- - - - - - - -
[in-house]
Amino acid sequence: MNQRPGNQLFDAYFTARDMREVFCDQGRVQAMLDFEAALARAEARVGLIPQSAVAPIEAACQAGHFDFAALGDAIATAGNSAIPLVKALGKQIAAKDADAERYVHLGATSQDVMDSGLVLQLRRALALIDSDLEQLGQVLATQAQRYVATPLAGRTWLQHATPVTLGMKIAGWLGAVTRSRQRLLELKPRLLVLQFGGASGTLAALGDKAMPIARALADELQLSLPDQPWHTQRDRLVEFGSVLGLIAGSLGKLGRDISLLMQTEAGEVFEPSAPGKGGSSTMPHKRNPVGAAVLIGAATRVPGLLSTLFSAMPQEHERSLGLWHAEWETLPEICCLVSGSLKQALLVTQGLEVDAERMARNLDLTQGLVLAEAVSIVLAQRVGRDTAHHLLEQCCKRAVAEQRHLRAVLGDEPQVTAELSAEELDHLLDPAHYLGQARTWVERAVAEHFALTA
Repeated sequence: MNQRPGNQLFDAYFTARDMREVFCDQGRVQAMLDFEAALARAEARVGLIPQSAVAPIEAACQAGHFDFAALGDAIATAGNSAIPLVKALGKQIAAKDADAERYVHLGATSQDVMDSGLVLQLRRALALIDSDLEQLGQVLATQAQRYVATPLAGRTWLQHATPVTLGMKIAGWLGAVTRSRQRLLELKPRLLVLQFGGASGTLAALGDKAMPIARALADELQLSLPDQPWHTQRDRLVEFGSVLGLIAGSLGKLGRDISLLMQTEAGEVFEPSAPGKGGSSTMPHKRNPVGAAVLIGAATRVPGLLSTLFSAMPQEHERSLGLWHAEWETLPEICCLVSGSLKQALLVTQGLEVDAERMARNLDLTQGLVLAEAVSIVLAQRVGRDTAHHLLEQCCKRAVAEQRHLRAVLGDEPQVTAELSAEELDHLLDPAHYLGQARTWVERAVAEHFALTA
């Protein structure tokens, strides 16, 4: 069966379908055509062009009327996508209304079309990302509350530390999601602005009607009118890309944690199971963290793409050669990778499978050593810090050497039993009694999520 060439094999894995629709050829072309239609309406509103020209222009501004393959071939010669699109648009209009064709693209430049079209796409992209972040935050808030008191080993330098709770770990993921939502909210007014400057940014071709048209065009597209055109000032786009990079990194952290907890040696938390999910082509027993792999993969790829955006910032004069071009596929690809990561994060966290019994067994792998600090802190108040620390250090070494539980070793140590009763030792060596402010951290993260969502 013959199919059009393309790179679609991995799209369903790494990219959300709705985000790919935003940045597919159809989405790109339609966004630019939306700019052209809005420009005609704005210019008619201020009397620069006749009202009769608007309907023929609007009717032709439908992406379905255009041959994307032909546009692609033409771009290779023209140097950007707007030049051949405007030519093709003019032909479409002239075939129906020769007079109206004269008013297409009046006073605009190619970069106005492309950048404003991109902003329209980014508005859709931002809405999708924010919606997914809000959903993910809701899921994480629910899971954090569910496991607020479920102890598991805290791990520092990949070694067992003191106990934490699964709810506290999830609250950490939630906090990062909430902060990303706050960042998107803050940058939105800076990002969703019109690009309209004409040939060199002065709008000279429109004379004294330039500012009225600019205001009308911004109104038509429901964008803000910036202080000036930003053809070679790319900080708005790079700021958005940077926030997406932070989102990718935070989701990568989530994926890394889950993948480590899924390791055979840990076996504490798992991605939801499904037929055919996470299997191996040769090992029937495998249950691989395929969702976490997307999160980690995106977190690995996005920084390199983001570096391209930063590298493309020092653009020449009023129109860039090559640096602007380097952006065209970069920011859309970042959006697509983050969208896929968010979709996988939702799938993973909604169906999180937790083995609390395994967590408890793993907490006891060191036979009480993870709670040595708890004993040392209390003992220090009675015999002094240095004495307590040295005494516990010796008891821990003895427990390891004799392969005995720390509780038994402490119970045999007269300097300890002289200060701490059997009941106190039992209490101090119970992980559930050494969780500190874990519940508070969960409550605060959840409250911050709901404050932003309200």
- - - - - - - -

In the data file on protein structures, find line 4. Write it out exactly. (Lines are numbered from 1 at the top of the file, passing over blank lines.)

């Protein structure tokens, strides 16, 4: 069966379908055509062009009327996508209304079309990302509350530390999601602005009607009118890309944690199971963290793409050669990778499978050593810090050497039993009694999520 060439094999894995629709050829072309239609309406509103020209222009501004393959071939010669699109648009209009064709693209430049079209796409992209972040935050808030008191080993330098709770770990993921939502909210007014400057940014071709048209065009597209055109000032786009990079990194952290907890040696938390999910082509027993792999993969790829955006910032004069071009596929690809990561994060966290019994067994792998600090802190108040620390250090070494539980070793140590009763030792060596402010951290993260969502 013959199919059009393309790179679609991995799209369903790494990219959300709705985000790919935003940045597919159809989405790109339609966004630019939306700019052209809005420009005609704005210019008619201020009397620069006749009202009769608007309907023929609007009717032709439908992406379905255009041959994307032909546009692609033409771009290779023209140097950007707007030049051949405007030519093709003019032909479409002239075939129906020769007079109206004269008013297409009046006073605009190619970069106005492309950048404003991109902003329209980014508005859709931002809405999708924010919606997914809000959903993910809701899921994480629910899971954090569910496991607020479920102890598991805290791990520092990949070694067992003191106990934490699964709810506290999830609250950490939630906090990062909430902060990303706050960042998107803050940058939105800076990002969703019109690009309209004409040939060199002065709008000279429109004379004294330039500012009225600019205001009308911004109104038509429901964008803000910036202080000036930003053809070679790319900080708005790079700021958005940077926030997406932070989102990718935070989701990568989530994926890394889950993948480590899924390791055979840990076996504490798992991605939801499904037929055919996470299997191996040769090992029937495998249950691989395929969702976490997307999160980690995106977190690995996005920084390199983001570096391209930063590298493309020092653009020449009023129109860039090559640096602007380097952006065209970069920011859309970042959006697509983050969208896929968010979709996988939702799938993973909604169906999180937790083995609390395994967590408890793993907490006891060191036979009480993870709670040595708890004993040392209390003992220090009675015999002094240095004495307590040295005494516990010796008891821990003895427990390891004799392969005995720390509780038994402490119970045999007269300097300890002289200060701490059997009941106190039992209490101090119970992980559930050494969780500190874990519940508070969960409550605060959840409250911050709901404050932003309200």